Here’s hoping that everyone and their dog made it through the 4th festivities without getting lost (I mean you or your dog). Dinah did, as predicted, spend part of the evening under the knees that were under the desk in the office, but damp weather here meant that there were fewer thunderous explosions than there are in some years. A few miles north, I had a quiet evening with my friends’ dog, who, except for a few scary moments when some little squibs going off next door turned her into my very best, ear scratching, pat-giving friend for ten minutes, was fine. Our biggest dilemma was deciding whether Shanghai Noon or That Mitchell and Webb Look made the best distracting viewing.

It occurred to me this morning, though, that it always helps to know what you would do in a crisis before the crisis hits, so I’ve been Googling around for a good lost dog game plan. There’s good advice to be had here, here, and here, but most of them boil down to:

  • getting the word out, not just to neighbors, the local police, your local animal control officer, and all the neighborhood kids.*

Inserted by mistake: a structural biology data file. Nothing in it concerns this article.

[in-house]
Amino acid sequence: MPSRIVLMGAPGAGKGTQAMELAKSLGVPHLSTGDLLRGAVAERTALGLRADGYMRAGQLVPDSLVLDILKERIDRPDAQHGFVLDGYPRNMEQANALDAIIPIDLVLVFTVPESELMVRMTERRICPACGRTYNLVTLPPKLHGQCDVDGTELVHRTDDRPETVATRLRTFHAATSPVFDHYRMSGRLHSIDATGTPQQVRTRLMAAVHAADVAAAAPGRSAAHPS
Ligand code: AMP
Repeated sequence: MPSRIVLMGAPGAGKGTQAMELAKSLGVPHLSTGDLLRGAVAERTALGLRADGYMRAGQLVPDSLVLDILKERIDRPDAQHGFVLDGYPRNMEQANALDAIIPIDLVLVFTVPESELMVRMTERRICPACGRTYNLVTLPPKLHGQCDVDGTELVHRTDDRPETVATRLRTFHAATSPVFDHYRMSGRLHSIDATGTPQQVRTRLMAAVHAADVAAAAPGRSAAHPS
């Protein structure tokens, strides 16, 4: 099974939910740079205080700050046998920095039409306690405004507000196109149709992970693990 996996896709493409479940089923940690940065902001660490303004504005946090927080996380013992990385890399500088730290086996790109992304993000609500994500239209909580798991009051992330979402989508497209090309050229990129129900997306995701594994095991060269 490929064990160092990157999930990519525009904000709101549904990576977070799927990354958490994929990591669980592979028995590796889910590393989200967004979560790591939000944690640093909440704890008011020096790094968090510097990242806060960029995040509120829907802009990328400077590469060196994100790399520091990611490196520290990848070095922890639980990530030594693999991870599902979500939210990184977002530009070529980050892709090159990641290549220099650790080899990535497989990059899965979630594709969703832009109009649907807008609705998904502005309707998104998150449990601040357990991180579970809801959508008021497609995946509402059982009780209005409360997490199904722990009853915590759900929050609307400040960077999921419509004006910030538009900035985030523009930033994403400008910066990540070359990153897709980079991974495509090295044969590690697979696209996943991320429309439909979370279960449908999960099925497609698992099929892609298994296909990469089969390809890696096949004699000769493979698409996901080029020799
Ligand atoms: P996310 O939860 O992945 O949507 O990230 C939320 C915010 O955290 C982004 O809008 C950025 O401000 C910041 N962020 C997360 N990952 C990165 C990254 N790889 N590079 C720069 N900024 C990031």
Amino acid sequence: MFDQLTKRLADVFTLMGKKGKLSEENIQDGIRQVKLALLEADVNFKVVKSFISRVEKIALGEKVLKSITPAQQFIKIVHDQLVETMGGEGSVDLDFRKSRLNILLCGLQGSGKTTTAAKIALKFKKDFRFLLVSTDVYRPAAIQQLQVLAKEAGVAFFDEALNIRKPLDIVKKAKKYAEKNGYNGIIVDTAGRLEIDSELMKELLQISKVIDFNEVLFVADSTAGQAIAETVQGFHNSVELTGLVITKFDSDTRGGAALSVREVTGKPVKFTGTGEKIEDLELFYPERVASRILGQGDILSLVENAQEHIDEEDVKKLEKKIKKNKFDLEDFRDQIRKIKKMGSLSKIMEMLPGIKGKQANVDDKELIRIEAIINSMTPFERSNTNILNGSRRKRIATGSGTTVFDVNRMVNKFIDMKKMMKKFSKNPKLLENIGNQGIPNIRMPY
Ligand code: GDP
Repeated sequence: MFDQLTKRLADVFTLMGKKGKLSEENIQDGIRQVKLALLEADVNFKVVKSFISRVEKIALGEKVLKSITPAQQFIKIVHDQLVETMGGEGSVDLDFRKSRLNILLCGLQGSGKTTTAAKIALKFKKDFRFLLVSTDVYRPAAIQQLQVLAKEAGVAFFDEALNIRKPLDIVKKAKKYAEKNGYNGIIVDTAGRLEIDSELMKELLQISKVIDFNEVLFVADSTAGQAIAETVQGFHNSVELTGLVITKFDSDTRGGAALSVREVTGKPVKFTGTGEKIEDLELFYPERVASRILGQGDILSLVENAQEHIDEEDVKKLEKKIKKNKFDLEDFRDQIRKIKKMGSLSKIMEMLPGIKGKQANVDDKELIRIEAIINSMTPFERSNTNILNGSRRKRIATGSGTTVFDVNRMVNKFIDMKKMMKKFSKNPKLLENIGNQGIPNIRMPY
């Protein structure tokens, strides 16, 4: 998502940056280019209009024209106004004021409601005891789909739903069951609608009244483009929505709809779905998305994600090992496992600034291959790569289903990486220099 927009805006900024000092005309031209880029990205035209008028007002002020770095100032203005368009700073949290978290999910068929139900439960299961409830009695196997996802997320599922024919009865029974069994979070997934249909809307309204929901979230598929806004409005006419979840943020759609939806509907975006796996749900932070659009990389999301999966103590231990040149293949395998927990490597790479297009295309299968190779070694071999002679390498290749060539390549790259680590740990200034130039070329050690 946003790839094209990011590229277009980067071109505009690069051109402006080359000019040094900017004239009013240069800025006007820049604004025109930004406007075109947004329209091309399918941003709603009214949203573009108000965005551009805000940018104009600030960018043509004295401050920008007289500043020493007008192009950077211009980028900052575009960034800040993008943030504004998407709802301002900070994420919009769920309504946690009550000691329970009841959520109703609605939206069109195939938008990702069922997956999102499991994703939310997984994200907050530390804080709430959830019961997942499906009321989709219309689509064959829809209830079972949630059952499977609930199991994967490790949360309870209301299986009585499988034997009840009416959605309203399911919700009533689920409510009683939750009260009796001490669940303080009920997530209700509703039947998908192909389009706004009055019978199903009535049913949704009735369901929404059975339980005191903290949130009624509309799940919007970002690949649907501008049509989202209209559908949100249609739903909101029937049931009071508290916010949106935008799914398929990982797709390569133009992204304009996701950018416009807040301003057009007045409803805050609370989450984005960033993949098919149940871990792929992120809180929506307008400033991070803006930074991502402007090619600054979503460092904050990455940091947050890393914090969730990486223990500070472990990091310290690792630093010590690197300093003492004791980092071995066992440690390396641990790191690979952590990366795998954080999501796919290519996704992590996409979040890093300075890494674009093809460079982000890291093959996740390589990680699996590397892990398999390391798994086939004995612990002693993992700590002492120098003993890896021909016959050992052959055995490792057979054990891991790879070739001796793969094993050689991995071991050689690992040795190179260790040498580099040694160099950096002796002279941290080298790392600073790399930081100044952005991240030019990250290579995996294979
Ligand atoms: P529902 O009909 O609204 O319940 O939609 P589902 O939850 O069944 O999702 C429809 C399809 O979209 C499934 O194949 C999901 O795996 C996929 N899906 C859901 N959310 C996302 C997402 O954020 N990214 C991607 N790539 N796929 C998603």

• Making and distributing eye-catching posters with a recent photo of your lost dog (I am rather proud of the one in yesterday’s post that I made for Dinah, and it occurs to me that it’s probably a good idea for you to make one up right NOW and put it on your computer in case you ever need it).
  • One of the best pieces of advice, I think, is to give posters to your mail carrier and to any UPS or FedEx delivery folks that work your neighborhood.

This reminds me that my friend Stephen has a lovely little border collie mix who likes to ride shotgun with the FedEx man, who has several times discovered–sometimes hours later–that the dog hopped into his truck while he was delivering a package at Stephen’s house, and now he and the dog are buddies and Stephen is no longer taken aback when the delivery guy makes a second stop at his home to bring the dog back after they’ve had a nice ride together. Small town life, you know?

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* The writer of one of these advice lists is apparently unaware that most of “the neighborhood kids” now spend their daylight hours in darkened rooms playing with their Game Boys until repetitive motion injuries make them stop, playing Guitar Hero until their parents make them stop, sending catty IMs to each other, and taking meticulous care of virtual pets, unaware that some real pets out there might need their help, and that they are not out building forts and climbing trees and practicing double-dutch and playing kick-the-can.

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